Going into Sony's God of War Collection after so many years, I expected gruesome decapitations, all kinds of God-on-God action and more topless women than I know what to do with. What I wasn't expecting was for the two games in this PS Vita compilation to hold up as well as they do. I had to keep reminding myself God of War is nearly a decade old and originally released on hardware two generations removed. Who knew Kratos would age so gracefully?
Perhaps this shouldn't come as a big surprise. Released near the end of the PlayStation 2's life, the God of War games ushered in a new era of cinematic action that is still being copied to this day. Even at nine years old, nothing about God of War feels outdated. A lot of this is a testament to the fully realized world David Jaffe and Cory Barlog created, complete with enormous bosses, innovative level designs and a sick sense of humor that few other action games have been able to match.
God of War Collection on PS Vita is a port of the similarly titled PlayStation 3 game released all the way back in 2009. Okay, so this isn't the freshest game hitting Sony's handheld this year, but it's still an exciting ride with two of the PlayStation 2's best action games. The titles in question are God of War and God of War II, both featuring upgraded HD graphics that shine on the Vita's screen.
For those who missed out on these games on either of Sony's other two platforms, God of War tells the story of a very angry Spartan warrior named Kratos. This is a guy who, fearing certain death, called out to the Gods and begged them to help him turn the tables on his foes. His cries for help were answered, and Ares (aka the God of War) granted Kratos a second chance. But while the warrior lived to fight another day, he was forever branded with the Blades of Chaos as a reminder of his servitude.
The weapon is a big reason why God of War is so compelling. The Blades of Chaos are more than just swords, they are blades attached to Kratos' arm with long chains. This allows our hero to flail the blades around with surprising range. The glowing blades are mesmerizing in action and there's no better feeling than racking up huge combos using the game's diverse attacks. Best of all, the action is accessible and it's easy to make Kratos pull off cool looking moves.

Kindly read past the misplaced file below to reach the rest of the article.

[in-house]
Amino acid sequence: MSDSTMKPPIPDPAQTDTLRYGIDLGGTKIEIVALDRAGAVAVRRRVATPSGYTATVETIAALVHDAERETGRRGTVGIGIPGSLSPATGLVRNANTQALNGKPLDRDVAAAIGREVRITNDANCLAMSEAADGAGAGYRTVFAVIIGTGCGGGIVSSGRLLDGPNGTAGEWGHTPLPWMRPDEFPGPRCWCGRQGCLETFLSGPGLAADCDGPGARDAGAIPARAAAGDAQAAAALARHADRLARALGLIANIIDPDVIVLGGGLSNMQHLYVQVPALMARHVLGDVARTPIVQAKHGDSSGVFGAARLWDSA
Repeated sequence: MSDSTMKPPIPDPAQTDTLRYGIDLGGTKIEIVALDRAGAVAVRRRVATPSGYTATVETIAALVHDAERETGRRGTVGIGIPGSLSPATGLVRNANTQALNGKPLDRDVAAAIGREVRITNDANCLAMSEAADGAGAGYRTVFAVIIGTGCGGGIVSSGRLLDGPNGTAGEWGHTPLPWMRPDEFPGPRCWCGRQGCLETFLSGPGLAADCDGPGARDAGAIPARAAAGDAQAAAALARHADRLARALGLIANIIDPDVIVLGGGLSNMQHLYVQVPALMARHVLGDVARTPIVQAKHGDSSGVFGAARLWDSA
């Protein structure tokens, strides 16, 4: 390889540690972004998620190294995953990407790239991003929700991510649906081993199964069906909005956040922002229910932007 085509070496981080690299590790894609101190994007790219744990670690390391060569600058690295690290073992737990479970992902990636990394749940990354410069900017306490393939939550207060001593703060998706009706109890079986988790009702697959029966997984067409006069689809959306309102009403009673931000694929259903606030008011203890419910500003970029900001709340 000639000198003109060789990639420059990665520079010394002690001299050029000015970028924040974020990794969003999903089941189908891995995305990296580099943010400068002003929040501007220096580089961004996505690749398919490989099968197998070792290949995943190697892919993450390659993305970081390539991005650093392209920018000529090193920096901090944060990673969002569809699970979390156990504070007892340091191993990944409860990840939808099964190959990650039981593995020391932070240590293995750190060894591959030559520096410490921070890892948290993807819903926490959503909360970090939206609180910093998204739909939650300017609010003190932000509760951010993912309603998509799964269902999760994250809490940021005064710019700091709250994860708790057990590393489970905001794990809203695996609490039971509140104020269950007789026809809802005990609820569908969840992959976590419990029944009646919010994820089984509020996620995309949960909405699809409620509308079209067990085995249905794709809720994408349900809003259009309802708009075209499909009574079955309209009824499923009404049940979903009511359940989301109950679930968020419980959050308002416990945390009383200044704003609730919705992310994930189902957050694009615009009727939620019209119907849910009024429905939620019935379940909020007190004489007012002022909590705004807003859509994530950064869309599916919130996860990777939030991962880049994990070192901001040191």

The game's liberal use of Greek mythology is also a plus, allowing the developers to create an appropriately violent world rich with ferocious monsters and a larger-than-life cast of characters. Not interested in being accurate, God of War plays fast and loose with names you'll probably recognize, including Athena, Zeus, Poseidon, Aphrodite, Hades, Perseus, Prometheus and more. You'll have to track down Pandora's Box, fly with Icarus' Wings and fight through all kinds of locations you've heard about in books or seen in the movies.
In a world ripped apart by petty Gods and enormous monsters, Kratos is the perfect hero. This is an action star that is as close to a Mortal Kombat character as you can get without winding up in court. Not only does he have a bad attitude, but he yearns for the sweet taste of death. He's sick of being a slave to Ares and wants out. It's no coincidence that we are introduced to our hero during a suicide attempt.